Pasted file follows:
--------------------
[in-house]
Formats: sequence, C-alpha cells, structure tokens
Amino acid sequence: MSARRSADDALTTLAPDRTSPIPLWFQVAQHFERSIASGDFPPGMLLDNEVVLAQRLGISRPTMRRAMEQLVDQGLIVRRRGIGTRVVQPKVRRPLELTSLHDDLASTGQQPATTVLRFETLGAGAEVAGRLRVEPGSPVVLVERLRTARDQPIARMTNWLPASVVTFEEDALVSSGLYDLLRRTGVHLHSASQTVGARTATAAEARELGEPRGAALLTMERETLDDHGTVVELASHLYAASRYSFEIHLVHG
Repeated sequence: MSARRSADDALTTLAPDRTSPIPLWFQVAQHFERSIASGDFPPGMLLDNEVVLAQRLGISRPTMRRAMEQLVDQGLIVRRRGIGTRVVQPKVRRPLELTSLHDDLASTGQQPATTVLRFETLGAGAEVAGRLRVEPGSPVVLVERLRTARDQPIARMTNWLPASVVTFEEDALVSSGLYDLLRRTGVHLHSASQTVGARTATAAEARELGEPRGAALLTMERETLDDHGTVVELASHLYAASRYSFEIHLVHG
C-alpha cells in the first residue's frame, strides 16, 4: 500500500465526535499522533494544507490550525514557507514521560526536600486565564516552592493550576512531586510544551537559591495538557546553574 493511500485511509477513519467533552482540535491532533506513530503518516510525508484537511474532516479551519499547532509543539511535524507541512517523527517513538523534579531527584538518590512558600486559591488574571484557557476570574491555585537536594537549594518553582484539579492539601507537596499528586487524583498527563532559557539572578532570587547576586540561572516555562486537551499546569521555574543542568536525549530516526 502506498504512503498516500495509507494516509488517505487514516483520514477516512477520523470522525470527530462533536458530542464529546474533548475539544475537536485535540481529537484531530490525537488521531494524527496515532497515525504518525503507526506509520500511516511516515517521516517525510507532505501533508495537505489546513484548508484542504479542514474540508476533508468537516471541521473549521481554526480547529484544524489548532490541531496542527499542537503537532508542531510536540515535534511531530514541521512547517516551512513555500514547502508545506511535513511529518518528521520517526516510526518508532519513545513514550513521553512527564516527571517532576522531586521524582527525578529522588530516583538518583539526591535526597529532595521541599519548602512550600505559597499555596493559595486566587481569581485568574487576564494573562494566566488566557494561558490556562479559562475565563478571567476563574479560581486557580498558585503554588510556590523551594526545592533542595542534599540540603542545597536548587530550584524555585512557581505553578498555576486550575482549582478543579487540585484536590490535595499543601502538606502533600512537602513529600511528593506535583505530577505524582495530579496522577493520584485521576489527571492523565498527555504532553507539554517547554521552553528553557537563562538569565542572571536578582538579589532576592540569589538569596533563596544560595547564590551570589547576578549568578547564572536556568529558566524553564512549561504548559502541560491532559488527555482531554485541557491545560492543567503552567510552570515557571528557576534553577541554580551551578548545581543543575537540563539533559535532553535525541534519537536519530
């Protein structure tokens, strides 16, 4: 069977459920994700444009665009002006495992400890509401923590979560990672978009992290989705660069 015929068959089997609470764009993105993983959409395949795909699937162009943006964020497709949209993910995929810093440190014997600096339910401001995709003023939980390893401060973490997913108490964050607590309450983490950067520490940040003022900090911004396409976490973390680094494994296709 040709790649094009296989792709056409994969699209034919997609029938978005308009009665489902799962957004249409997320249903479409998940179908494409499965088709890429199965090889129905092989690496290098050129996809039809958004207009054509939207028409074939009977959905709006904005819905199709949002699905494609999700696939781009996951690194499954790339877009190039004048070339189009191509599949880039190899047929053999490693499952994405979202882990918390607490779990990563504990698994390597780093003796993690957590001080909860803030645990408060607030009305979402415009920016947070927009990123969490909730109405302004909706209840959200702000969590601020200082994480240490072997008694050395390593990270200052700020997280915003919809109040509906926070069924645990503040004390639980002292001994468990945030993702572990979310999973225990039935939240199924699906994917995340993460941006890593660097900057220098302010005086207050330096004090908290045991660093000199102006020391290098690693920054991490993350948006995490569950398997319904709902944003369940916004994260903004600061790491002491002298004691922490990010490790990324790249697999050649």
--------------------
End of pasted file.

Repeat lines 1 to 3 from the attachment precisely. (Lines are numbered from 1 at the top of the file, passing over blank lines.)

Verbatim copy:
[in-house]
Formats: sequence, C-alpha cells, structure tokens
Amino acid sequence: MSARRSADDALTTLAPDRTSPIPLWFQVAQHFERSIASGDFPPGMLLDNEVVLAQRLGISRPTMRRAMEQLVDQGLIVRRRGIGTRVVQPKVRRPLELTSLHDDLASTGQQPATTVLRFETLGAGAEVAGRLRVEPGSPVVLVERLRTARDQPIARMTNWLPASVVTFEEDALVSSGLYDLLRRTGVHLHSASQTVGARTATAAEARELGEPRGAALLTMERETLDDHGTVVELASHLYAASRYSFEIHLVHG